Why do zebras have stripes? To answer this question, you have to think about it scientifically: How might stripes help zebras survive?
We saw many zebras on the savanna of the Serengeti Plain and surrounding areas. It was easy to see the stripey zebras standing in the grasses, so I was confused when Robert, our guide from one of the local tribes, told us that the stripes help camouflage the animal.
He explained that the zebras' main enemies were the cats that lived in the area: lion, leopard, and cheetah. When one of these predators came looking for its next meal, it would have a difficult time seeing the outline of the zebra body when the zebra was standing together with the other zebras of the herd.
This is especially true at dawn or dusk, when the light is low. When the zebras are grazing, they may move apart from each other, but when they smell a predator nearby, they all move together and begin to run. Seeing all of the fast-moving stripes makes it even more confusing for the cat!
We also saw zebras standing among the trees and bushes. They WERE hard to see! The stripes blended in with the tree branches.
Here's another idea. The stripes might help the zebra avoid being bitten by the tsetse fly. These nasty little beasts give a big bite, and their favorite food is blood! They love wildebeest blood, and human blood, but the zebras aren't bothered by them as much.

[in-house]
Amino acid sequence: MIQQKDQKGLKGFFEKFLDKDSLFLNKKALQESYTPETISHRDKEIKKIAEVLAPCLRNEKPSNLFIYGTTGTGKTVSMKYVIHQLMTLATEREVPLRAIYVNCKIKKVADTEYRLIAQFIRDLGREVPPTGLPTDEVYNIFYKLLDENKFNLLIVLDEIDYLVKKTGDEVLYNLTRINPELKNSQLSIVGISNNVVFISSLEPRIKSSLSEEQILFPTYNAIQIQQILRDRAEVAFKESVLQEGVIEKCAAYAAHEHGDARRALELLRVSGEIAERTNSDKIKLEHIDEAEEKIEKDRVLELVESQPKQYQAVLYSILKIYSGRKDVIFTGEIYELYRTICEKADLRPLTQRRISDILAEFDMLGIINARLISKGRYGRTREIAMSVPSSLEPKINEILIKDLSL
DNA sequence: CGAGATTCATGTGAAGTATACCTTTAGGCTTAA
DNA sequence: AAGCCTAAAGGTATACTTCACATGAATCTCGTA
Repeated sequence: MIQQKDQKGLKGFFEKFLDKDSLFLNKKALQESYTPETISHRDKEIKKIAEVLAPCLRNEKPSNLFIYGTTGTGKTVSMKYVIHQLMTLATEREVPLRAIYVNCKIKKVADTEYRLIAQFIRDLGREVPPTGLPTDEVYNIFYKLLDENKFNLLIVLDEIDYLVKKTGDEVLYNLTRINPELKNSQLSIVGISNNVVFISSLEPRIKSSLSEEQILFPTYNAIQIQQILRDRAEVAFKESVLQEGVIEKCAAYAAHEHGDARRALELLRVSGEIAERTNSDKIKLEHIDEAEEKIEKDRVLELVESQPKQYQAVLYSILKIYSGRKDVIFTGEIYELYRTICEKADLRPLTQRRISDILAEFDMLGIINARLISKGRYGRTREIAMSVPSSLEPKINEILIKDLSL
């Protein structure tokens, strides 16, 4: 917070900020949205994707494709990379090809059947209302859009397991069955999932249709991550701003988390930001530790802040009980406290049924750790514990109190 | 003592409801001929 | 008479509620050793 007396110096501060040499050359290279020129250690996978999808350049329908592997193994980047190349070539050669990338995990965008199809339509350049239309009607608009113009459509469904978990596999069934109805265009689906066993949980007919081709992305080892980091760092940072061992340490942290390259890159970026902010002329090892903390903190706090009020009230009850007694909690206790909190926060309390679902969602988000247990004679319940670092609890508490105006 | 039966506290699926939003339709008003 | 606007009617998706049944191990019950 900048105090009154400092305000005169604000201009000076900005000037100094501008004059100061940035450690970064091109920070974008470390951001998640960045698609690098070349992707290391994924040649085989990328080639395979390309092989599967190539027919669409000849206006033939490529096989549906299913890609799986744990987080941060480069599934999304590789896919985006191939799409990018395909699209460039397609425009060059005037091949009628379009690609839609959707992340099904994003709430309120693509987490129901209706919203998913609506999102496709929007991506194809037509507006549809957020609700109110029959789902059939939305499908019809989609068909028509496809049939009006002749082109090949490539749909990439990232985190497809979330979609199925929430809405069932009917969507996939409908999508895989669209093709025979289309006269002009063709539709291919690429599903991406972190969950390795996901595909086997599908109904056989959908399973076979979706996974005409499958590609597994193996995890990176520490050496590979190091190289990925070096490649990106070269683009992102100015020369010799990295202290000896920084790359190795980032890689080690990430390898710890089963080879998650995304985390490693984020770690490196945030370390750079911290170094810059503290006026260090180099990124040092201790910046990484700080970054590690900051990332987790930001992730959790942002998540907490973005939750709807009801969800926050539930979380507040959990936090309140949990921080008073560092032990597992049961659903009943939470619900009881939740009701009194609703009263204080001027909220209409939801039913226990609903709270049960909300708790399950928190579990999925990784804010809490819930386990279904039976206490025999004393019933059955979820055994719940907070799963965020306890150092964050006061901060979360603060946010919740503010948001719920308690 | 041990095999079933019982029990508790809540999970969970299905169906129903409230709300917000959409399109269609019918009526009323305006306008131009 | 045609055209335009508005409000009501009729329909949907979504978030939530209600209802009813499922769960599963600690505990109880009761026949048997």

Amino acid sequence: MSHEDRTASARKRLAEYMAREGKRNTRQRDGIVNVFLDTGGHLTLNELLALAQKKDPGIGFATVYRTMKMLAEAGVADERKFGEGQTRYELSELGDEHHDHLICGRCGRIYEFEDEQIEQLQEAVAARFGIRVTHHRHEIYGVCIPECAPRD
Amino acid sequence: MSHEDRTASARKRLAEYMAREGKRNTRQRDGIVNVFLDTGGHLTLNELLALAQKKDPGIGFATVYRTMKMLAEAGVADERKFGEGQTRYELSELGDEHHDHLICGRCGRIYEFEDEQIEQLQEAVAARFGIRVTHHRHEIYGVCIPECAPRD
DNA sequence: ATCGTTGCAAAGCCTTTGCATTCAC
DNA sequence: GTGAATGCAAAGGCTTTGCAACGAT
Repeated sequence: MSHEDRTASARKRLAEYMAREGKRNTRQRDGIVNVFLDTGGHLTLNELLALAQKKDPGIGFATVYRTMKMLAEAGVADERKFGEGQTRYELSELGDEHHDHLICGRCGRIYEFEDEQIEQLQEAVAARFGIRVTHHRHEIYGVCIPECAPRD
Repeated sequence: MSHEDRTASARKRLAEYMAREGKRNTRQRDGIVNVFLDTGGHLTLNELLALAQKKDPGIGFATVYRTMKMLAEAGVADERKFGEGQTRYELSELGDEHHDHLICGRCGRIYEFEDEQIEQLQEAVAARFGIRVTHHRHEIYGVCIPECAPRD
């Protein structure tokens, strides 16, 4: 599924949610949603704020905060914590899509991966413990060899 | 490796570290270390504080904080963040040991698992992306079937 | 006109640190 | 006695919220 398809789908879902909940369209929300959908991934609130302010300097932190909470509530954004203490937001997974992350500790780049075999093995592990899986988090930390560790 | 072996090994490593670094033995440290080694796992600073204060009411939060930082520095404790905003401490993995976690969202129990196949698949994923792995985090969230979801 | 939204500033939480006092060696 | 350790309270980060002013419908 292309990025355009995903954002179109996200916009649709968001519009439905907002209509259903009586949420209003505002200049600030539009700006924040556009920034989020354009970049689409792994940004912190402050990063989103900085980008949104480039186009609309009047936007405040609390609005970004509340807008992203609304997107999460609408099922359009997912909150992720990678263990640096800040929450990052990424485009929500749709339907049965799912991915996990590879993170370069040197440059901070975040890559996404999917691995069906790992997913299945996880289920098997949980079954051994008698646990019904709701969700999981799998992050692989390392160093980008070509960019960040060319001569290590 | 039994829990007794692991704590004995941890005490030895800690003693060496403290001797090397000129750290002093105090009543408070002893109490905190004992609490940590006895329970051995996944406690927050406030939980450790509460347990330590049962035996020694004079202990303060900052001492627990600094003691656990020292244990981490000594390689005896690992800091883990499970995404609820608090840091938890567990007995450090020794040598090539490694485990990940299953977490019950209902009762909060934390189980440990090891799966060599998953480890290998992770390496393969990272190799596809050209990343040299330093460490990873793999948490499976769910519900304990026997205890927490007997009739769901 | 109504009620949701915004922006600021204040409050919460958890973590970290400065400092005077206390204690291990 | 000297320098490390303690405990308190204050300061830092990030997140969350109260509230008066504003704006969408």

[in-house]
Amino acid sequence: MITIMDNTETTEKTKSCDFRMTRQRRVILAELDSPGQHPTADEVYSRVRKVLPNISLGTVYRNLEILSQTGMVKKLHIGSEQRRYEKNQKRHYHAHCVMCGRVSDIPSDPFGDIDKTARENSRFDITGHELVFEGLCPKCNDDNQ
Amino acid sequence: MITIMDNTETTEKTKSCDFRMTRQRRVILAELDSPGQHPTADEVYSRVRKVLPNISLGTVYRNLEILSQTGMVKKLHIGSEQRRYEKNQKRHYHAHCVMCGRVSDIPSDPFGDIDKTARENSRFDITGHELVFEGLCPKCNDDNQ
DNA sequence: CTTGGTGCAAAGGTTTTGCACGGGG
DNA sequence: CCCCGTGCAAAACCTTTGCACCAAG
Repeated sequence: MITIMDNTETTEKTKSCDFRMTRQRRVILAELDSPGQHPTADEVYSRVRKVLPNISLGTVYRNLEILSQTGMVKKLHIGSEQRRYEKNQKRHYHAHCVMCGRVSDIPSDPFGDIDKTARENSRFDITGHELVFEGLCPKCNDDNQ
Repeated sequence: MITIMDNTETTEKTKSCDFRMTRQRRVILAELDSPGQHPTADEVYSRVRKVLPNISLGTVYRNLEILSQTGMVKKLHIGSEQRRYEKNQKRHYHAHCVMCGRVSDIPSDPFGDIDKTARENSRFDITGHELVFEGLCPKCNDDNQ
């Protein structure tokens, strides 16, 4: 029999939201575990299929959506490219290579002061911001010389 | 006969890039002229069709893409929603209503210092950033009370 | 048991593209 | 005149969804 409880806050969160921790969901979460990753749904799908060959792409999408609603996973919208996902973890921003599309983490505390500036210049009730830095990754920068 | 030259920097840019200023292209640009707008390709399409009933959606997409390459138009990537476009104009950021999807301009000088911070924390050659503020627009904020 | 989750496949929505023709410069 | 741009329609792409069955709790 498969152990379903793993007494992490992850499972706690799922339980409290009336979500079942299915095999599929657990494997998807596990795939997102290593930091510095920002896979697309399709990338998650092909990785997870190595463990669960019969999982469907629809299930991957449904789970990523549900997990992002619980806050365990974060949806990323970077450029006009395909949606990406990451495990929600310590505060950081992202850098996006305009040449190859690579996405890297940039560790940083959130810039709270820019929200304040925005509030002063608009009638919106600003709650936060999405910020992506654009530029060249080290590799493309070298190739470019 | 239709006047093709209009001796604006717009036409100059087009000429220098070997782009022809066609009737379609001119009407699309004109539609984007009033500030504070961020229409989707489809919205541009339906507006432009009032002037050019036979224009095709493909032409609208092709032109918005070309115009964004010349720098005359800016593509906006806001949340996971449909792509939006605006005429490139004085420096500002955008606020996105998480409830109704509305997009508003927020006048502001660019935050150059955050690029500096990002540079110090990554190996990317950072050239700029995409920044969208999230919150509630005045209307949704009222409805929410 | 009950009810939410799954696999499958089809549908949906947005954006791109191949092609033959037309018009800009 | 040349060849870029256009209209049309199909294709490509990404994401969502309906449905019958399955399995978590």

Zebras act like horses (in pajamas!), spending most of their time eating grass and trotting from here to there. They eat A LOT – even at night. Some nights, sleeping in my tent, I awoke to the sound of munching on the other side of the canvas. It was startling at first because it sounded so close. When I realized it was just zebras, I let the rhythm of the chewing lull me back to sleep. We saw this cute colt (baby zebra) still in our camp the next morning.
By the way, when you do further reading about these fascinating animals, you may notice that the plural of zebra is "zebra" or "zebras". Both are commonly used. Another interesting fact – no two zebras have the exact same stripe pattern, just as no two people have the same fingerprint. Can YOU tell the difference between two zebras?
We often saw wildebeests with the zebras. We asked Robert why they stayed together. He explained that they are interdependent. The zebras eat the older tough grass, leaving exposed the younger tender grass that the wildebeests enjoy. Additionally, zebras feel safer when they're with a large group. Wildebeests benefit by zebras' keen sense of hearing, sight, and smell. They will sound the alarm when there's a predator close by before the wildebeests even realize there's danger near. The wildebeests understand the warning cry made by the zebras so they all start to run. What a great partnership! Think about what might happen if there were no more zebras on the Serengeti. How might it affect the ecosystem?